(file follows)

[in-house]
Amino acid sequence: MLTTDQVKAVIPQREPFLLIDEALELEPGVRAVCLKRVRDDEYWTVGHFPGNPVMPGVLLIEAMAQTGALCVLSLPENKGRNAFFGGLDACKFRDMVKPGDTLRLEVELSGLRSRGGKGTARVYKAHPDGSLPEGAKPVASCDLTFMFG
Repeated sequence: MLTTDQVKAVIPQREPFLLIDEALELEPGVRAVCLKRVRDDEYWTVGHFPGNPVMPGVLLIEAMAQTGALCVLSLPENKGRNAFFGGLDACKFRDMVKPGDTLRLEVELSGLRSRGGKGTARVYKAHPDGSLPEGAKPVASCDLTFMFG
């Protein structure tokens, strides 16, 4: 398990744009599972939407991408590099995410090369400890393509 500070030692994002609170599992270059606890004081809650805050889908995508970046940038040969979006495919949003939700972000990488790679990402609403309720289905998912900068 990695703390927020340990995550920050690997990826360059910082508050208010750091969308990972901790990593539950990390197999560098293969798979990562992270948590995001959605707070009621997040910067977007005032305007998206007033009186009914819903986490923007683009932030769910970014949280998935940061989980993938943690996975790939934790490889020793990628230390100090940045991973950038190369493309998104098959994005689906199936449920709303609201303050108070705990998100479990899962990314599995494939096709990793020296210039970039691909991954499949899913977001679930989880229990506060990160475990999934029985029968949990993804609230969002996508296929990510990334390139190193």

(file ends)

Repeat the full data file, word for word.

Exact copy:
[in-house]
Amino acid sequence: MLTTDQVKAVIPQREPFLLIDEALELEPGVRAVCLKRVRDDEYWTVGHFPGNPVMPGVLLIEAMAQTGALCVLSLPENKGRNAFFGGLDACKFRDMVKPGDTLRLEVELSGLRSRGGKGTARVYKAHPDGSLPEGAKPVASCDLTFMFG
Repeated sequence: MLTTDQVKAVIPQREPFLLIDEALELEPGVRAVCLKRVRDDEYWTVGHFPGNPVMPGVLLIEAMAQTGALCVLSLPENKGRNAFFGGLDACKFRDMVKPGDTLRLEVELSGLRSRGGKGTARVYKAHPDGSLPEGAKPVASCDLTFMFG
């Protein structure tokens, strides 16, 4: 398990744009599972939407991408590099995410090369400890393509 500070030692994002609170599992270059606890004081809650805050889908995508970046940038040969979006495919949003939700972000990488790679990402609403309720289905998912900068 990695703390927020340990995550920050690997990826360059910082508050208010750091969308990972901790990593539950990390197999560098293969798979990562992270948590995001959605707070009621997040910067977007005032305007998206007033009186009914819903986490923007683009932030769910970014949280998935940061989980993938943690996975790939934790490889020793990628230390100090940045991973950038190369493309998104098959994005689906199936449920709303609201303050108070705990998100479990899962990314599995494939096709990793020296210039970039691909991954499949899913977001679930989880229990506060990160475990999934029985029968949990993804609230969002996508296929990510990334390139190193």